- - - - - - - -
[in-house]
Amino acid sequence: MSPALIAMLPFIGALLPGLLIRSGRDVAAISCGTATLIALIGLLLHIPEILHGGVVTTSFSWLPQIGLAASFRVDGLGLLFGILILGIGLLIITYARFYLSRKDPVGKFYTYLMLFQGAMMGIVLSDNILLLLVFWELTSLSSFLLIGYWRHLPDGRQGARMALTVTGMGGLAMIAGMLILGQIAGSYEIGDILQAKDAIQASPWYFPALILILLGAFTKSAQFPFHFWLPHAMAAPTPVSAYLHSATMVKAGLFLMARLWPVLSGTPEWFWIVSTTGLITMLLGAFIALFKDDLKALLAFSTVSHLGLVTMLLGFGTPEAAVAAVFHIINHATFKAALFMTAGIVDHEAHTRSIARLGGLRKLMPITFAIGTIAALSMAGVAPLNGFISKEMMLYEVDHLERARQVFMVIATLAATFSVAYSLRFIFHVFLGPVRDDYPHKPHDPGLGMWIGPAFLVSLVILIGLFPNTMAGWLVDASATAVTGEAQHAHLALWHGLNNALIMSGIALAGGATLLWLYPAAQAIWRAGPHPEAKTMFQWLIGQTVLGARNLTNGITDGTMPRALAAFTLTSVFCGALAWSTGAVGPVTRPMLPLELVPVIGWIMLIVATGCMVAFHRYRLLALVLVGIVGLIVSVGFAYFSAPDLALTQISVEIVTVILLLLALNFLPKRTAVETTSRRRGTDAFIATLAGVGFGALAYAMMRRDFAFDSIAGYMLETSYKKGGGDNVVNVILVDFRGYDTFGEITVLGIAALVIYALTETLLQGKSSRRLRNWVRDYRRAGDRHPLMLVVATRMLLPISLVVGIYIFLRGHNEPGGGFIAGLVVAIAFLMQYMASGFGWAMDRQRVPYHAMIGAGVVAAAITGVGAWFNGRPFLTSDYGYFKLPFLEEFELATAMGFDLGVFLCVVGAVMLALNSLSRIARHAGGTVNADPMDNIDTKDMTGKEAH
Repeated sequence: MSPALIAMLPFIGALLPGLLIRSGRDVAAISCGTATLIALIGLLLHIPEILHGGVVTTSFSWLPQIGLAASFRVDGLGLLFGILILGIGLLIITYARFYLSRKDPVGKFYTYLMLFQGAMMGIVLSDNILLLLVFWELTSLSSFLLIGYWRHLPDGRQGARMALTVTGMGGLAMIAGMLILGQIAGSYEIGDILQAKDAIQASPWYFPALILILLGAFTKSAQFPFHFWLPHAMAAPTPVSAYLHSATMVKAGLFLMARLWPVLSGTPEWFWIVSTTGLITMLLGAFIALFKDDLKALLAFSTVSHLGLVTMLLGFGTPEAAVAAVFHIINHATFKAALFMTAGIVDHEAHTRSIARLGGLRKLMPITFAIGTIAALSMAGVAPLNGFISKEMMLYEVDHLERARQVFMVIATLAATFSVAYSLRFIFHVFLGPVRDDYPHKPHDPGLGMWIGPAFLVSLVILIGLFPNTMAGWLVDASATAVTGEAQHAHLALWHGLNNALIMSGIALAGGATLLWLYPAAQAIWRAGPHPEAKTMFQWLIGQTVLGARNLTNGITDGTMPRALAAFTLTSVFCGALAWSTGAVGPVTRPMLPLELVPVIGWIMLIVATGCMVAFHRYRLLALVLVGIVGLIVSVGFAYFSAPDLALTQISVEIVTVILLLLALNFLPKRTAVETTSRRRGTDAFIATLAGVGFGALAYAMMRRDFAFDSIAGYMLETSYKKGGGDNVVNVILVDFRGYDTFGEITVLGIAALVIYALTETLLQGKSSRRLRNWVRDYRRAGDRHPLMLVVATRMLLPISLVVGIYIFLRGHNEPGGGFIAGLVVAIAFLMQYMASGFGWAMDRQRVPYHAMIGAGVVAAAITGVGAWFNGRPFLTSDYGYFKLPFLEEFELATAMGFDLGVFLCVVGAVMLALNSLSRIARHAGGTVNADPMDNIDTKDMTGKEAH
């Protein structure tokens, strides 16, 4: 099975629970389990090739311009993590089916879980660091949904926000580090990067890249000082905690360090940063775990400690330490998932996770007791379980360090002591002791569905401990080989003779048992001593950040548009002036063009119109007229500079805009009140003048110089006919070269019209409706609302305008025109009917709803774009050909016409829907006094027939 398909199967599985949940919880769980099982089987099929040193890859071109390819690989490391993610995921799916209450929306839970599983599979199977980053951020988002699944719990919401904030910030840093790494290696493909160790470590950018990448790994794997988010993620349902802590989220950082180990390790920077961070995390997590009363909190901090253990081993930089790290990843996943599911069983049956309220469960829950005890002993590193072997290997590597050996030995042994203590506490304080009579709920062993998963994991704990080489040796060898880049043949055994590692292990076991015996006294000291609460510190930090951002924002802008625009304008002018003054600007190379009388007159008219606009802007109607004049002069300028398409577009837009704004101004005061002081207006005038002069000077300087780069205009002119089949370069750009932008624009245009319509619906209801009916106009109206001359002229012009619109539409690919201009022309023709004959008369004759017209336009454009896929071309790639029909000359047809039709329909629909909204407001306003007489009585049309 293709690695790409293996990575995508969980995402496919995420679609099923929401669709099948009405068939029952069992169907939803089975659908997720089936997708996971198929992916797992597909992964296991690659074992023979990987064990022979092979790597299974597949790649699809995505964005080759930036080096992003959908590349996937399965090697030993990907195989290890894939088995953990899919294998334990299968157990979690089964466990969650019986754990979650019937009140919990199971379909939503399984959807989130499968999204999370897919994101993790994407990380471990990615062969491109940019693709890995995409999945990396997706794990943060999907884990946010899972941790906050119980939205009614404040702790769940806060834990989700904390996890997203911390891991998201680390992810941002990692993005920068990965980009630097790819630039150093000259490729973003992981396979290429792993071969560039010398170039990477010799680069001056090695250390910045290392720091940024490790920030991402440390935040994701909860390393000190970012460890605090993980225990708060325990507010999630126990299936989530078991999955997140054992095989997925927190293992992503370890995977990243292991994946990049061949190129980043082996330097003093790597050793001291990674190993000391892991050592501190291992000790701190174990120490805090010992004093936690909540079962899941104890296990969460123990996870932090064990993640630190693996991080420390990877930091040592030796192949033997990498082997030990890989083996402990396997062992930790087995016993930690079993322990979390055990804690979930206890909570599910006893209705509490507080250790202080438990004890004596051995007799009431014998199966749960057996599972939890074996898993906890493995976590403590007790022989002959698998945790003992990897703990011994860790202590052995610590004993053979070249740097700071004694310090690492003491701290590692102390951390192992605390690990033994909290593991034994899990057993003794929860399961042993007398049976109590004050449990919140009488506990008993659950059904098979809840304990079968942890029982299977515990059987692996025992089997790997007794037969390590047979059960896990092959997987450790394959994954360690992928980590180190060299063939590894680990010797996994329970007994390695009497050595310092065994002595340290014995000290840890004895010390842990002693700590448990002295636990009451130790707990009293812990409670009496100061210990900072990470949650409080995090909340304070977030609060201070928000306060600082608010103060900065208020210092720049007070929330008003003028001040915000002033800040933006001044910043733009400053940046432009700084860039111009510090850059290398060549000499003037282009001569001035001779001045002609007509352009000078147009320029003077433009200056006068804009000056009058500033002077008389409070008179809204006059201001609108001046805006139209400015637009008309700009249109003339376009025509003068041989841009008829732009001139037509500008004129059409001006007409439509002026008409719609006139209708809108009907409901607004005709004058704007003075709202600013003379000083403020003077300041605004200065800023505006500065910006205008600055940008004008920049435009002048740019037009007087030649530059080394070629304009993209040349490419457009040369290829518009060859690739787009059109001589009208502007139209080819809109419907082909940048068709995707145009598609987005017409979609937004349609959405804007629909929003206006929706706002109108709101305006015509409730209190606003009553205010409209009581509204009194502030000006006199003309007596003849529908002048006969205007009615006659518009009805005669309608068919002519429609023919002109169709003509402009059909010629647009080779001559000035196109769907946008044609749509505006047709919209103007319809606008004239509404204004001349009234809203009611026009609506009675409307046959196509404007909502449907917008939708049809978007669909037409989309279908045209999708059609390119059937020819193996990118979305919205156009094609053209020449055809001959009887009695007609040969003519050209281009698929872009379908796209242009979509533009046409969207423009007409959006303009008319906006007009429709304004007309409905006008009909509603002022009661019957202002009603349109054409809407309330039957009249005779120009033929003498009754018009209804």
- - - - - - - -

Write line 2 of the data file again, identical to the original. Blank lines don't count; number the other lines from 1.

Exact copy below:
Amino acid sequence: MSPALIAMLPFIGALLPGLLIRSGRDVAAISCGTATLIALIGLLLHIPEILHGGVVTTSFSWLPQIGLAASFRVDGLGLLFGILILGIGLLIITYARFYLSRKDPVGKFYTYLMLFQGAMMGIVLSDNILLLLVFWELTSLSSFLLIGYWRHLPDGRQGARMALTVTGMGGLAMIAGMLILGQIAGSYEIGDILQAKDAIQASPWYFPALILILLGAFTKSAQFPFHFWLPHAMAAPTPVSAYLHSATMVKAGLFLMARLWPVLSGTPEWFWIVSTTGLITMLLGAFIALFKDDLKALLAFSTVSHLGLVTMLLGFGTPEAAVAAVFHIINHATFKAALFMTAGIVDHEAHTRSIARLGGLRKLMPITFAIGTIAALSMAGVAPLNGFISKEMMLYEVDHLERARQVFMVIATLAATFSVAYSLRFIFHVFLGPVRDDYPHKPHDPGLGMWIGPAFLVSLVILIGLFPNTMAGWLVDASATAVTGEAQHAHLALWHGLNNALIMSGIALAGGATLLWLYPAAQAIWRAGPHPEAKTMFQWLIGQTVLGARNLTNGITDGTMPRALAAFTLTSVFCGALAWSTGAVGPVTRPMLPLELVPVIGWIMLIVATGCMVAFHRYRLLALVLVGIVGLIVSVGFAYFSAPDLALTQISVEIVTVILLLLALNFLPKRTAVETTSRRRGTDAFIATLAGVGFGALAYAMMRRDFAFDSIAGYMLETSYKKGGGDNVVNVILVDFRGYDTFGEITVLGIAALVIYALTETLLQGKSSRRLRNWVRDYRRAGDRHPLMLVVATRMLLPISLVVGIYIFLRGHNEPGGGFIAGLVVAIAFLMQYMASGFGWAMDRQRVPYHAMIGAGVVAAAITGVGAWFNGRPFLTSDYGYFKLPFLEEFELATAMGFDLGVFLCVVGAVMLALNSLSRIARHAGGTVNADPMDNIDTKDMTGKEAH